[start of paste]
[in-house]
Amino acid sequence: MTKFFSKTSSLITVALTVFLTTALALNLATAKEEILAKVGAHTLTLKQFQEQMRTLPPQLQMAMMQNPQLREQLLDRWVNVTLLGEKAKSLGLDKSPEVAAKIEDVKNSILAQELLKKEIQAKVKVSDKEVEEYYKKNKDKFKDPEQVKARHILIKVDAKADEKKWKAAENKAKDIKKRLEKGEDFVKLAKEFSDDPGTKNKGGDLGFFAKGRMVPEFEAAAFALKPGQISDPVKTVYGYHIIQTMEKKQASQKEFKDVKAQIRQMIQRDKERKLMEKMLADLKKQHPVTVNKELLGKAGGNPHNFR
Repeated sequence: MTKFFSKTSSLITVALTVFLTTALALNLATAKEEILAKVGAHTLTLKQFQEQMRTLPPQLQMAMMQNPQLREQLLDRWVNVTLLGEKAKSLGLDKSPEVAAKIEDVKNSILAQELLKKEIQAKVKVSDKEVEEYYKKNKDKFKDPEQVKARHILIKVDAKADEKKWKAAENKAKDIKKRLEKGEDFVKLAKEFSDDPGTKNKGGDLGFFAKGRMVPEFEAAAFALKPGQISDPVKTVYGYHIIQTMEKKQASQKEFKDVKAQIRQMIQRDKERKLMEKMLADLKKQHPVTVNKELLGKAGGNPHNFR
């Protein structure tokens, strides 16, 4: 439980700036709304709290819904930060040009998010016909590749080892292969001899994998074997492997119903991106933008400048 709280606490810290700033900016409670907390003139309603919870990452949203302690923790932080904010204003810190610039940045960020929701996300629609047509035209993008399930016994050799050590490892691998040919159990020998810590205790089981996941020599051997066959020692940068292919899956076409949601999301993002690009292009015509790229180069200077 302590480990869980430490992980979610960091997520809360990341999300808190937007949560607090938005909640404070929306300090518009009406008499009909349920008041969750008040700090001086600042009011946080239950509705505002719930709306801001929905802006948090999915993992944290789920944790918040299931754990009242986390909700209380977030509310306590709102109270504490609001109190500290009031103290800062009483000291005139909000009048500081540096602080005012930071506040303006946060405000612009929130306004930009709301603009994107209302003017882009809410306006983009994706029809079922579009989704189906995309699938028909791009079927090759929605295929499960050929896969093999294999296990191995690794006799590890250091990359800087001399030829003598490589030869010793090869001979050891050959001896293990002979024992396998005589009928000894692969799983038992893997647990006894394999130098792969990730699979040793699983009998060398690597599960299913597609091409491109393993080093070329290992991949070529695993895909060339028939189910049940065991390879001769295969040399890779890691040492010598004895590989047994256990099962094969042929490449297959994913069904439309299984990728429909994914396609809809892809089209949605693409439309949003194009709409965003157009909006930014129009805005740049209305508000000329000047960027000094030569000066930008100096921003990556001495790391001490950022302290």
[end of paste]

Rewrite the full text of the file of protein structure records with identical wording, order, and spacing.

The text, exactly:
[in-house]
Amino acid sequence: MTKFFSKTSSLITVALTVFLTTALALNLATAKEEILAKVGAHTLTLKQFQEQMRTLPPQLQMAMMQNPQLREQLLDRWVNVTLLGEKAKSLGLDKSPEVAAKIEDVKNSILAQELLKKEIQAKVKVSDKEVEEYYKKNKDKFKDPEQVKARHILIKVDAKADEKKWKAAENKAKDIKKRLEKGEDFVKLAKEFSDDPGTKNKGGDLGFFAKGRMVPEFEAAAFALKPGQISDPVKTVYGYHIIQTMEKKQASQKEFKDVKAQIRQMIQRDKERKLMEKMLADLKKQHPVTVNKELLGKAGGNPHNFR
Repeated sequence: MTKFFSKTSSLITVALTVFLTTALALNLATAKEEILAKVGAHTLTLKQFQEQMRTLPPQLQMAMMQNPQLREQLLDRWVNVTLLGEKAKSLGLDKSPEVAAKIEDVKNSILAQELLKKEIQAKVKVSDKEVEEYYKKNKDKFKDPEQVKARHILIKVDAKADEKKWKAAENKAKDIKKRLEKGEDFVKLAKEFSDDPGTKNKGGDLGFFAKGRMVPEFEAAAFALKPGQISDPVKTVYGYHIIQTMEKKQASQKEFKDVKAQIRQMIQRDKERKLMEKMLADLKKQHPVTVNKELLGKAGGNPHNFR
């Protein structure tokens, strides 16, 4: 439980700036709304709290819904930060040009998010016909590749080892292969001899994998074997492997119903991106933008400048 709280606490810290700033900016409670907390003139309603919870990452949203302690923790932080904010204003810190610039940045960020929701996300629609047509035209993008399930016994050799050590490892691998040919159990020998810590205790089981996941020599051997066959020692940068292919899956076409949601999301993002690009292009015509790229180069200077 302590480990869980430490992980979610960091997520809360990341999300808190937007949560607090938005909640404070929306300090518009009406008499009909349920008041969750008040700090001086600042009011946080239950509705505002719930709306801001929905802006948090999915993992944290789920944790918040299931754990009242986390909700209380977030509310306590709102109270504490609001109190500290009031103290800062009483000291005139909000009048500081540096602080005012930071506040303006946060405000612009929130306004930009709301603009994107209302003017882009809410306006983009994706029809079922579009989704189906995309699938028909791009079927090759929605295929499960050929896969093999294999296990191995690794006799590890250091990359800087001399030829003598490589030869010793090869001979050891050959001896293990002979024992396998005589009928000894692969799983038992893997647990006894394999130098792969990730699979040793699983009998060398690597599960299913597609091409491109393993080093070329290992991949070529695993895909060339028939189910049940065991390879001769295969040399890779890691040492010598004895590989047994256990099962094969042929490449297959994913069904439309299984990728429909994914396609809809892809089209949605693409439309949003194009709409965003157009909006930014129009805005740049209305508000000329000047960027000094030569000066930008100096921003990556001495790391001490950022302290």